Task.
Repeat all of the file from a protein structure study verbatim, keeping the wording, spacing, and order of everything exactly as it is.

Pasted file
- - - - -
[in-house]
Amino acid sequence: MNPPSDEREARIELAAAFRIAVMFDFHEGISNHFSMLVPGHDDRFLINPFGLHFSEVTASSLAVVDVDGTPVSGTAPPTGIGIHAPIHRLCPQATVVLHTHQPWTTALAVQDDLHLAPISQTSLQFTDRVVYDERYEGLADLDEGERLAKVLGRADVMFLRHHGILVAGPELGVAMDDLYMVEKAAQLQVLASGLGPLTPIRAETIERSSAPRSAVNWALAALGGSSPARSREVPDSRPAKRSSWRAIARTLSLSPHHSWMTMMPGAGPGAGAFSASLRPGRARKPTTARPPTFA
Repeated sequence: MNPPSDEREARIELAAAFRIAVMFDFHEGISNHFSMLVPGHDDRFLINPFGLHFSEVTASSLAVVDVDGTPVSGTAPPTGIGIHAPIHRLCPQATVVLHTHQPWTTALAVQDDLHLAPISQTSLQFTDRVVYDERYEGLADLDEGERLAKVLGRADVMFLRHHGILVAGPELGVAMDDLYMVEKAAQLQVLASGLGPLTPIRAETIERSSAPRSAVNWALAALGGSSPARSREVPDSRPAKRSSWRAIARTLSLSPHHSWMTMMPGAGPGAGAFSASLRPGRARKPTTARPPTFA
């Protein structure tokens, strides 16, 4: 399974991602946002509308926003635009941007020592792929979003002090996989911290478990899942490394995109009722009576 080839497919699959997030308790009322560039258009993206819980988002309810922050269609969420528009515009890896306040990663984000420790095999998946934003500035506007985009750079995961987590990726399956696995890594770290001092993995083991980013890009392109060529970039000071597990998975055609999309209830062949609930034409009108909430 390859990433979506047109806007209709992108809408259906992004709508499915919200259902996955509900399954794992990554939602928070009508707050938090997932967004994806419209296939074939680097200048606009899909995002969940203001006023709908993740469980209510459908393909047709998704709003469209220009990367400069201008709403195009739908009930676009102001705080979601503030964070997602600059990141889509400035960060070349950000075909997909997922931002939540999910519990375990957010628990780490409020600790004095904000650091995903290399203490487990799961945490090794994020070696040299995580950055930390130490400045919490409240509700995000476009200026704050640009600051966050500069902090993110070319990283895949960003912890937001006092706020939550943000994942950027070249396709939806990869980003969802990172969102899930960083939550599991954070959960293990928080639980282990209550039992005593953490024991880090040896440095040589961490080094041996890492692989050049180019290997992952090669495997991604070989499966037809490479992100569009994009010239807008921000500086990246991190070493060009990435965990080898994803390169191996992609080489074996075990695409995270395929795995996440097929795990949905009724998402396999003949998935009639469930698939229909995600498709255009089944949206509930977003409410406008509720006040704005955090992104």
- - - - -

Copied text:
[in-house]
Amino acid sequence: MNPPSDEREARIELAAAFRIAVMFDFHEGISNHFSMLVPGHDDRFLINPFGLHFSEVTASSLAVVDVDGTPVSGTAPPTGIGIHAPIHRLCPQATVVLHTHQPWTTALAVQDDLHLAPISQTSLQFTDRVVYDERYEGLADLDEGERLAKVLGRADVMFLRHHGILVAGPELGVAMDDLYMVEKAAQLQVLASGLGPLTPIRAETIERSSAPRSAVNWALAALGGSSPARSREVPDSRPAKRSSWRAIARTLSLSPHHSWMTMMPGAGPGAGAFSASLRPGRARKPTTARPPTFA
Repeated sequence: MNPPSDEREARIELAAAFRIAVMFDFHEGISNHFSMLVPGHDDRFLINPFGLHFSEVTASSLAVVDVDGTPVSGTAPPTGIGIHAPIHRLCPQATVVLHTHQPWTTALAVQDDLHLAPISQTSLQFTDRVVYDERYEGLADLDEGERLAKVLGRADVMFLRHHGILVAGPELGVAMDDLYMVEKAAQLQVLASGLGPLTPIRAETIERSSAPRSAVNWALAALGGSSPARSREVPDSRPAKRSSWRAIARTLSLSPHHSWMTMMPGAGPGAGAFSASLRPGRARKPTTARPPTFA
């Protein structure tokens, strides 16, 4: 399974991602946002509308926003635009941007020592792929979003002090996989911290478990899942490394995109009722009576 080839497919699959997030308790009322560039258009993206819980988002309810922050269609969420528009515009890896306040990663984000420790095999998946934003500035506007985009750079995961987590990726399956696995890594770290001092993995083991980013890009392109060529970039000071597990998975055609999309209830062949609930034409009108909430 390859990433979506047109806007209709992108809408259906992004709508499915919200259902996955509900399954794992990554939602928070009508707050938090997932967004994806419209296939074939680097200048606009899909995002969940203001006023709908993740469980209510459908393909047709998704709003469209220009990367400069201008709403195009739908009930676009102001705080979601503030964070997602600059990141889509400035960060070349950000075909997909997922931002939540999910519990375990957010628990780490409020600790004095904000650091995903290399203490487990799961945490090794994020070696040299995580950055930390130490400045919490409240509700995000476009200026704050640009600051966050500069902090993110070319990283895949960003912890937001006092706020939550943000994942950027070249396709939806990869980003969802990172969102899930960083939550599991954070959960293990928080639980282990209550039992005593953490024991880090040896440095040589961490080094041996890492692989050049180019290997992952090669495997991604070989499966037809490479992100569009994009010239807008921000500086990246991190070493060009990435965990080898994803390169191996992609080489074996075990695409995270395929795995996440097929795990949905009724998402396999003949998935009639469930698939229909995600498709255009089944949206509930977003409410406008509720006040704005955090992104």